On September 21, 1914, he enlisted in the United States Army. He was serving as a corporal in Company H, 13th Infantry when he was honorably discharged on June 12, 1916.
January 31, 1917, with war raging in Europe and prior to the United States entry into the war, Cukela enlisted in the United States Marine Corps. He became a member of the 66th Company, 1st Battalion, Fifth Marine Regiment.
He was deployed France in 1918 and fought in all the engagements in which the 5th Marines participated, from Belleau Wood to the Meuse River Crossing.
In France in 1918, Cukela fought in every battle of the Marine Brigade, from Belleau Wood to the Meuse River Crossing. Along the way he collected a commission as a second lieutenant, as well as the Medal of Honor and four Silver Star Citations. From the French, there was the Legion d’Honneur, the Medaille Militaire (the first award of this prestigious decoration to a Marine officer) and the Croix de Guerre 1914-18 with two palms and one silver star. Italy decorated him with the Croce al Merito di Guerra, while Yugoslavia weighed in with the Commander’s Cross of the Royal Order of the Crown of Yugoslavia.
He was awarded the Medal of Honor by both the Army and the Navy for the same action on the morning of July 18, 1918, near Villers-Cotterets, France, during the Soissons engagement. The 66th Company, 5th Marines, in which Cukela was then a gunnery sergeant, was advancing through the Forest de Retz when it was held up by an enemy strong point. Despite the warnings of his men, the gunnery sergeant crawled out from the flank and advanced alone towards the German lines. Getting beyond the strong point despite heavy fire, "Gunny" Cukela captured one gun by bayoneting its crew. Picking up their hand grenades, he then demolished the remaining portion of the strong point from the shelter of a nearby gun pit. He took four prisoners and captured two undamaged machine guns.
Cukela was wounded in action twice but since there is no record of either wound at the Navy's Bureau of Medicine and Surgery, he was never awarded the Purple Heart. The first wound was suffered at Jaulny, France, on September 16, 1918 during the St. Mihiel engagement. Cukela was wounded again during the fighting in the Champagne sector. Neither wound was serious.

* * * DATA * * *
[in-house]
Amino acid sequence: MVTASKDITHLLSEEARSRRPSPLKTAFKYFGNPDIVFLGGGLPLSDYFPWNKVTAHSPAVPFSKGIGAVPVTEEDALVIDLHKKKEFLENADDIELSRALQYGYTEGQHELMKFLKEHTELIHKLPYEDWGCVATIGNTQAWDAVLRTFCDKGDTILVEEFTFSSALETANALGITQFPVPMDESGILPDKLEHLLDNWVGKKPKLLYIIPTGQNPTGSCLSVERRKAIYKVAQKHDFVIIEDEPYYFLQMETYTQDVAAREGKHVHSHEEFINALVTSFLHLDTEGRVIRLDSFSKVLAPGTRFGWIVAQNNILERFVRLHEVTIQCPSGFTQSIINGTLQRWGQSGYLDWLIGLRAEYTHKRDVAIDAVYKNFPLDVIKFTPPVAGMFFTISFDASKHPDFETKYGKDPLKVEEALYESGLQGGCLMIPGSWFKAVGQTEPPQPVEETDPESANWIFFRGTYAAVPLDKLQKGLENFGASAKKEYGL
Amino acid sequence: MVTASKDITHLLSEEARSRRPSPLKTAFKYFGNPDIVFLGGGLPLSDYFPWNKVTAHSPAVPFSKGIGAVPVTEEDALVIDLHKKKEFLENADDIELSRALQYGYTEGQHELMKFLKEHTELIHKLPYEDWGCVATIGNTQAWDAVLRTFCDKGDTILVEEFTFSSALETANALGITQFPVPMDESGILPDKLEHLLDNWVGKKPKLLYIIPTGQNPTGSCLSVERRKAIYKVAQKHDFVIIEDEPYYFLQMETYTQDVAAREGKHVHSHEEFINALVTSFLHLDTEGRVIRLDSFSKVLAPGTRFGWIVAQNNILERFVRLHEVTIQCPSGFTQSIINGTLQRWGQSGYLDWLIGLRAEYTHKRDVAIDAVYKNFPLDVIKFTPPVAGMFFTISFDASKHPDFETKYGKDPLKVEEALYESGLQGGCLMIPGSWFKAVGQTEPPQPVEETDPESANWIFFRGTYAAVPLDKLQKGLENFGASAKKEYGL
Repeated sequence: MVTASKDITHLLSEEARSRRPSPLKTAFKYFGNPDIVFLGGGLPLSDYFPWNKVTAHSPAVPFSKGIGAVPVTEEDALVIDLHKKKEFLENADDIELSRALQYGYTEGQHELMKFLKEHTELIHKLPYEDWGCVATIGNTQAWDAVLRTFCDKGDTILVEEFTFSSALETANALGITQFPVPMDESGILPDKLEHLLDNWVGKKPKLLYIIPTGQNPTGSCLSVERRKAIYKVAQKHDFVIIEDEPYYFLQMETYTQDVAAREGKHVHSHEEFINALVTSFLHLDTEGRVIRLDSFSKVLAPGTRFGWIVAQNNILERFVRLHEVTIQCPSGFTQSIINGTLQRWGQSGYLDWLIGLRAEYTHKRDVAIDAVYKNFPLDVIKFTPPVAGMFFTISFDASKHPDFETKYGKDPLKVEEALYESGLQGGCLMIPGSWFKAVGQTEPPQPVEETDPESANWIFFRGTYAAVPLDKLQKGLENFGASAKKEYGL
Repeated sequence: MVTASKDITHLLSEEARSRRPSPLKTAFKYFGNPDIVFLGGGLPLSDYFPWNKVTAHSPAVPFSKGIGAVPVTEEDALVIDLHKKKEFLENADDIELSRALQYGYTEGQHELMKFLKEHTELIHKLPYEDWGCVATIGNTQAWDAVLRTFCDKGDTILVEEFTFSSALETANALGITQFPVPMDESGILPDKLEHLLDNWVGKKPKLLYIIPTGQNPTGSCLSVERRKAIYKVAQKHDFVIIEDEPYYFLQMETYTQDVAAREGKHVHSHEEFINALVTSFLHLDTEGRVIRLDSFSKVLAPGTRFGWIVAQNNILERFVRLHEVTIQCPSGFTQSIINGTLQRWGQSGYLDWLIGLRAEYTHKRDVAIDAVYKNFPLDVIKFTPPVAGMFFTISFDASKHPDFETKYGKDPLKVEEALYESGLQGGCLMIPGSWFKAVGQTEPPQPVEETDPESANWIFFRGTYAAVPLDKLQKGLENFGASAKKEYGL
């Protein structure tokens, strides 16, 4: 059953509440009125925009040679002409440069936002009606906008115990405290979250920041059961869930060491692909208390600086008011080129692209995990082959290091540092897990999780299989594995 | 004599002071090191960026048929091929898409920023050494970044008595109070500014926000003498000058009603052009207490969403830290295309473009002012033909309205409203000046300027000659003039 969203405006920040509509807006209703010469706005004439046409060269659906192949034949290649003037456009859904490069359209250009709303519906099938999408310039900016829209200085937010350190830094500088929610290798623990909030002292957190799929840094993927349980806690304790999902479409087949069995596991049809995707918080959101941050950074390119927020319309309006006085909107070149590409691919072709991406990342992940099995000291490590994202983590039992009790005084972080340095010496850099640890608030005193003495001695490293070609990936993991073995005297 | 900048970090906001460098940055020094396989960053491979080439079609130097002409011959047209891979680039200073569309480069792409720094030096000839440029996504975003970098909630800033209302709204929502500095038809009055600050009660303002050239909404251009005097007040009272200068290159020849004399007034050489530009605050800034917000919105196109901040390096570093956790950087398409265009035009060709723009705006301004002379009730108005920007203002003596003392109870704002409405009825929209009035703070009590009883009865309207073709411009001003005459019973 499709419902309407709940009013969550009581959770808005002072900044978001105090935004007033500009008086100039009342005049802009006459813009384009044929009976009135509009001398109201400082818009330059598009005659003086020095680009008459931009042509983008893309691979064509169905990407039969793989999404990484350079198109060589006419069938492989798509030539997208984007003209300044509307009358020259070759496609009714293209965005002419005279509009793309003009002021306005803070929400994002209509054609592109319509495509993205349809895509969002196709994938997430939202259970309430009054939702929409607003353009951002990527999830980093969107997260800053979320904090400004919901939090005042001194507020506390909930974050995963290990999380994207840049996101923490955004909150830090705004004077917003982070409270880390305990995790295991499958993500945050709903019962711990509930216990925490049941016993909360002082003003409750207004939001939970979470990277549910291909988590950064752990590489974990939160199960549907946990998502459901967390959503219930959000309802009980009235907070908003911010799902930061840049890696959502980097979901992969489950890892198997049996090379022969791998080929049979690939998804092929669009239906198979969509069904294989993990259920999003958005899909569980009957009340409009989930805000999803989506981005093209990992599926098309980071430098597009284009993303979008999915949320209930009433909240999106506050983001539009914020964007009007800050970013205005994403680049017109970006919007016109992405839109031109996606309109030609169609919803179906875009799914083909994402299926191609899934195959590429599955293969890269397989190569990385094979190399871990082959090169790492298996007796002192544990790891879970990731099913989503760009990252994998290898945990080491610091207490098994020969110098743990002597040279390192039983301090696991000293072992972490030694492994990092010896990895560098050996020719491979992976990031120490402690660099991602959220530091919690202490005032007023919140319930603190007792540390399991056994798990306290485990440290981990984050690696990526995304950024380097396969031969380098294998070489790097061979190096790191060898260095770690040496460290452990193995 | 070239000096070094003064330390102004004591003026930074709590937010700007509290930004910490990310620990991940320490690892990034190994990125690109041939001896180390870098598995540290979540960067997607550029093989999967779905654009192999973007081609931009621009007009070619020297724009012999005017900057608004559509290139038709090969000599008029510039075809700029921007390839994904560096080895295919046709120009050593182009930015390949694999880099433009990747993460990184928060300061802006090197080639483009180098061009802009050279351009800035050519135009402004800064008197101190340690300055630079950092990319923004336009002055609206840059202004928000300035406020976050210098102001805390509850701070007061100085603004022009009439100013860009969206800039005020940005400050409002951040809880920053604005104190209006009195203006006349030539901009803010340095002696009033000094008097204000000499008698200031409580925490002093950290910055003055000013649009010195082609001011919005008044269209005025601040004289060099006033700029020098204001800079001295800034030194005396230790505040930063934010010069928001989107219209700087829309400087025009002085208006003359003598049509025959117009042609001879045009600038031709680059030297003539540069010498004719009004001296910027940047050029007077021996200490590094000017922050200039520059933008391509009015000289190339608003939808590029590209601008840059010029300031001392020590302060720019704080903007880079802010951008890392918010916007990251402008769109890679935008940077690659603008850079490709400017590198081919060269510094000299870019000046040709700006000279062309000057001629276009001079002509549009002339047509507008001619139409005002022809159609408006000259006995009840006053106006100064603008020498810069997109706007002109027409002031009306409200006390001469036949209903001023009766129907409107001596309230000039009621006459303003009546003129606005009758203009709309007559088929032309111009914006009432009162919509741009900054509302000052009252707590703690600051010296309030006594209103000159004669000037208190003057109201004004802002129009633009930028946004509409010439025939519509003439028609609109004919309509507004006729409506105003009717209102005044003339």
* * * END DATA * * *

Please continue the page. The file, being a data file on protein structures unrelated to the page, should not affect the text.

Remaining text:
In addition to the two Medals of Honor, Cukela was awarded the Silver Star by the Army; the Médaille militaire (he was the first Marine officer ever to receive this medal), the Légion d'honneur in the rank of Chevalier, the Croix de guerre with two palms, another Croix de guerre with silver star, all by France; the Croce al Merito di Guerra by Italy; and Commander's Cross of the Royal Order of the Crown of Yugoslavia. He also received three Second Division citations.
Cukela received a field appointment to the rank of second lieutenant in the Marine Corps Reserve on September 26, 1918 and was selected for a commission in the regular Marine Corps on March 31, 1919. Promoted to first lieutenant on July 17, 1919, he was advanced to the rank of captain on September 15, 1921. His promotion to major was effected on the day of his retirement, June 30, 1940.
After WW I
After the war, Cukela served at overseas bases in Haiti, Santo Domingo, the Philippines, and China, and at domestic stations in Quantico, Virginia; Philadelphia, Pennsylvania; Norfolk, Virginia; Hampton Roads, Virginia; Mare Island, California; Washington, D.C.; Nashville, Indiana, and Fort Knox, Kentucky.
From June 1933 to January 1934, Cukela served as a company commander with the Civilian Conservation Corps. His last years in the Marine Corps were spent at Norfolk, where he served as the post quartermaster. Retired as a major on June 30, 1940, he was recalled to active duty on July 30, of the same year.
During World War II the major served at Norfolk and Philadelphia. He finally returned to the inactive retired list on May 17, 1946. Cukela served a few days less than 32 years of active duty in the Army and Marines.